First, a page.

BAGHDAD – U.S.-appointed interim Iraqi prime minister Iyad Allawi recently handed out $100 bills to journalists at a press conference. He then gave teachers an unexpected $100 bonus.
Allawi seems to be on his way to winning the election in Iraq, such as it is.
Wa’il Issam, an unemployed translator, has his views about this kind of campaign. "Allawi is bribing people and using money to buy votes and support from journalists, retired people and teachers," he said. "And I promise you that Allawi is fixing it so 70 percent of the Shias will vote for him, even though it will be a faked election."
Wa’il Issam spoke of other ‘provisions’ that will help Allawi. "Now it is possible for one family member to cast votes for all of the people in his house," he said. "How do you think a man who has worked for six secret service organizations from different countries could lose this election?"
Allawi has dollars and clout, but he appears to lack the respect of many Iraqis. "Anybody elected in these so-called elections will be a puppet of Bush," said an 18 year-old biology student at Baghdad University. "Especially Allawi."
Allawi’s CIA connections are never far from people’s minds.
"Allawi was a Ba’athist with Saddam and now he is a dummy of the Americans," says Ali Hammad Adnan, a 42-year-old who sells petrol on the black market to feed his family of four.
Allawi left Iraq in 1971 to study in London, and did not return to Iraq until after the U.S.-led invasion of his country. He has been accused on the other side of providing faulty intelligence to the United States to justify the invasion. He is known to have worked with the CIA in an attempt to overthrow former dictator Saddam Hussein in 1996.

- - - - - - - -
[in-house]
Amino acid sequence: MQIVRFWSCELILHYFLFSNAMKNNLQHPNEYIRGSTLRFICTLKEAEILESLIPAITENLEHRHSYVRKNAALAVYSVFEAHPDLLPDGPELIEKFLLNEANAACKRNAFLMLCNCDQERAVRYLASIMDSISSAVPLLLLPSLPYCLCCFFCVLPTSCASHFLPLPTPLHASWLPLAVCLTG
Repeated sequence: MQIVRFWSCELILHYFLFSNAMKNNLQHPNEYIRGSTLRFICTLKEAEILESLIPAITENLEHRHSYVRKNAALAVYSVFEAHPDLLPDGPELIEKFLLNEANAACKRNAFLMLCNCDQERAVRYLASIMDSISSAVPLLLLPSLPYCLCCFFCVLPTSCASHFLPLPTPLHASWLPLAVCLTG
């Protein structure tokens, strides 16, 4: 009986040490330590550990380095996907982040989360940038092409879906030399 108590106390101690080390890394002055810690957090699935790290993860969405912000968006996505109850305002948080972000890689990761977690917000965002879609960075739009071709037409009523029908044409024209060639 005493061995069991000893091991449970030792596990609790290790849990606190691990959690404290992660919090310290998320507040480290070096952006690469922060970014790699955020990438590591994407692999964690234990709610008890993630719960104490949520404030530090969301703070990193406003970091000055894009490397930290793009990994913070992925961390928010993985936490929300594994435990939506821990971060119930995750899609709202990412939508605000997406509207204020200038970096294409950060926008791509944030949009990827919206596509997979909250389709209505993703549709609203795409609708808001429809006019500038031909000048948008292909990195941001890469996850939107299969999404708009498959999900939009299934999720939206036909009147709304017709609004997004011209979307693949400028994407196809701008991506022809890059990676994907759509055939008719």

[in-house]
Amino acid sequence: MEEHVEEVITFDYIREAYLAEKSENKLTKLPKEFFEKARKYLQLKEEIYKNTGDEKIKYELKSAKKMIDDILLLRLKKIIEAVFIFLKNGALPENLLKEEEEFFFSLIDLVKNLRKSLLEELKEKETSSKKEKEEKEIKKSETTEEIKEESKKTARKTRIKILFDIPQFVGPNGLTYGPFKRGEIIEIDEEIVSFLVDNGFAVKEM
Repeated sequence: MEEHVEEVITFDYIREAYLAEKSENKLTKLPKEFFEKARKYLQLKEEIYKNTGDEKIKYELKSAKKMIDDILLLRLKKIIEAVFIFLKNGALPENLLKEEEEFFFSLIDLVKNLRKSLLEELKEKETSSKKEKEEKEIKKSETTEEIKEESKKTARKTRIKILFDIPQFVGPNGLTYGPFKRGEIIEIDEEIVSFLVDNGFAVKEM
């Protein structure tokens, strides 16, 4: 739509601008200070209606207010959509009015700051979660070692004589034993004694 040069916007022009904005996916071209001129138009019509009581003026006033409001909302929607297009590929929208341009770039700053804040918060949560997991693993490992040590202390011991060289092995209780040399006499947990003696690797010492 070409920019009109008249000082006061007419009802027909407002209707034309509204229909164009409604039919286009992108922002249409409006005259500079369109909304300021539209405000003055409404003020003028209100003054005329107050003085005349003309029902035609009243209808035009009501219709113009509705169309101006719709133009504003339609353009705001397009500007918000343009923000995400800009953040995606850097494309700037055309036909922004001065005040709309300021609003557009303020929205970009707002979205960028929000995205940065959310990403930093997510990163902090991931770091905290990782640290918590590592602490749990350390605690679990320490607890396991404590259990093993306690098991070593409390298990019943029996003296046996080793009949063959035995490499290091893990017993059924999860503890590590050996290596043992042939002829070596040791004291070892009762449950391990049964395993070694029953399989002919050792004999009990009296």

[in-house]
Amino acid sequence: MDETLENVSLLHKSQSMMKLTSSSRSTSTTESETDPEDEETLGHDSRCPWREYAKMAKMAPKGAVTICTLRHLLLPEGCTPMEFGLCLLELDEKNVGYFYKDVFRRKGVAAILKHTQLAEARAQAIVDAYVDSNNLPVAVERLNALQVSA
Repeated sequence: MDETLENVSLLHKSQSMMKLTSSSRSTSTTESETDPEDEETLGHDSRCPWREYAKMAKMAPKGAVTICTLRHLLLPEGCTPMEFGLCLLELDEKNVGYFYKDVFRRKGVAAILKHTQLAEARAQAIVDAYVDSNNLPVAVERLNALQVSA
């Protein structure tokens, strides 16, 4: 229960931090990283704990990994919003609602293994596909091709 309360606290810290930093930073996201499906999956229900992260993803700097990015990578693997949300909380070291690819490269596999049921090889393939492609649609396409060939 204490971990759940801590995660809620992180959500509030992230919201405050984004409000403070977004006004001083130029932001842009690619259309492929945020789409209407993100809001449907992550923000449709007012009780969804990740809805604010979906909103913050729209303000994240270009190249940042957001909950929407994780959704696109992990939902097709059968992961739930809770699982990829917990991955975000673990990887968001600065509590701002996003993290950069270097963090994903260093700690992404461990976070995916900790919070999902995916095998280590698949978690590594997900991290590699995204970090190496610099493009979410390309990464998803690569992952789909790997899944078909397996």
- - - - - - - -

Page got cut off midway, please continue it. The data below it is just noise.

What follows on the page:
Now Iraqis distrust Allawi. "It’s not a matter of elections," said 23-year-old Suhaid, a computer science engineer in Baghdad. "Those with power will stay in power. This is all a big lie we are facing, and these elections are totally illegitimate."
Allawi is determined to hold elections under any circumstances. Security measures continue to increase, and now Iran has announced the closure of its borders with Iraq until after the elections. Curfew hours within Iraq have already been extended.
The U.S. military faces an average of 80 attacks a day now as Iraqi resistance continues to spread.
U.S. forces are hitting back. U.S. and Iraqi forces raided a mosque in Sadr City in Baghdad Wednesday and detained 25 followers of Shia cleric Moqtada al-Sadr who is boycotting the elections. At least nine Iraqis have died during a string of car bomb attacks in Kirkuk in the north.
But many Iraqis still say they will vote for Allawi.
"I will vote for Allawi because I think he will bring the security for us which we so desperately need," said Zuthir Abbas in the Khadamiya district of Baghdad.
Abbas announced his intention even though he said he does not know the number of the electoral list Allawi heads, or where he would go to vote, since the Commission for Elections in Iraq has yet to announce the location of polling stations.
Others say they will vote, whatever the legitimacy of the elections.
"Whether he is legitimately elected or not, he will remain in power," said 28-year-old Shia blacksmith Ahmed Shuhab. "He appears strong and he acts like he knows what he is doing because the American and Iraqi armies are supporting him."
(Inter Press Srvice)
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